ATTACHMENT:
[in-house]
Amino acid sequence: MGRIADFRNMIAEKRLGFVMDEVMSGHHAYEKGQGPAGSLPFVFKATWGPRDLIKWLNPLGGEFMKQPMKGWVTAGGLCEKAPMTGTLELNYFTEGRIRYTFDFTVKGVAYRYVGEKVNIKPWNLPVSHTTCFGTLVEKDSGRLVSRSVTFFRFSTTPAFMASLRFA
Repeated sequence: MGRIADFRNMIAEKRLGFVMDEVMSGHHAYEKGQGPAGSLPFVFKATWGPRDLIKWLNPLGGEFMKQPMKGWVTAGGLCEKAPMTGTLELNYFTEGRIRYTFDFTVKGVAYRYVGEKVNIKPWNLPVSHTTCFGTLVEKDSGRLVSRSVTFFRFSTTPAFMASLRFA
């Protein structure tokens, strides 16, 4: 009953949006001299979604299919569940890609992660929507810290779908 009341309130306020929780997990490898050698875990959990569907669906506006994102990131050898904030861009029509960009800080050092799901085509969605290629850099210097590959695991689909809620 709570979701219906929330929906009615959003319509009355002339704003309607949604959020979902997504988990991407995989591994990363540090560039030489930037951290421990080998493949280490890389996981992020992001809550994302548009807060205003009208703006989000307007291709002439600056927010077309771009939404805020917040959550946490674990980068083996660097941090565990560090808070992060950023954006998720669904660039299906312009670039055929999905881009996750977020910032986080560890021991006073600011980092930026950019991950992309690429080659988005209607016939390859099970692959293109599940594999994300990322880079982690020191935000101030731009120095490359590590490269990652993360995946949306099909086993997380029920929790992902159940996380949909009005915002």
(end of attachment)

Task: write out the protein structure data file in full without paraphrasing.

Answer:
[in-house]
Amino acid sequence: MGRIADFRNMIAEKRLGFVMDEVMSGHHAYEKGQGPAGSLPFVFKATWGPRDLIKWLNPLGGEFMKQPMKGWVTAGGLCEKAPMTGTLELNYFTEGRIRYTFDFTVKGVAYRYVGEKVNIKPWNLPVSHTTCFGTLVEKDSGRLVSRSVTFFRFSTTPAFMASLRFA
Repeated sequence: MGRIADFRNMIAEKRLGFVMDEVMSGHHAYEKGQGPAGSLPFVFKATWGPRDLIKWLNPLGGEFMKQPMKGWVTAGGLCEKAPMTGTLELNYFTEGRIRYTFDFTVKGVAYRYVGEKVNIKPWNLPVSHTTCFGTLVEKDSGRLVSRSVTFFRFSTTPAFMASLRFA
């Protein structure tokens, strides 16, 4: 009953949006001299979604299919569940890609992660929507810290779908 009341309130306020929780997990490898050698875990959990569907669906506006994102990131050898904030861009029509960009800080050092799901085509969605290629850099210097590959695991689909809620 709570979701219906929330929906009615959003319509009355002339704003309607949604959020979902997504988990991407995989591994990363540090560039030489930037951290421990080998493949280490890389996981992020992001809550994302548009807060205003009208703006989000307007291709002439600056927010077309771009939404805020917040959550946490674990980068083996660097941090565990560090808070992060950023954006998720669904660039299906312009670039055929999905881009996750977020910032986080560890021991006073600011980092930026950019991950992309690429080659988005209607016939390859099970692959293109599940594999994300990322880079982690020191935000101030731009120095490359590590490269990652993360995946949306099909086993997380029920929790992902159940996380949909009005915002």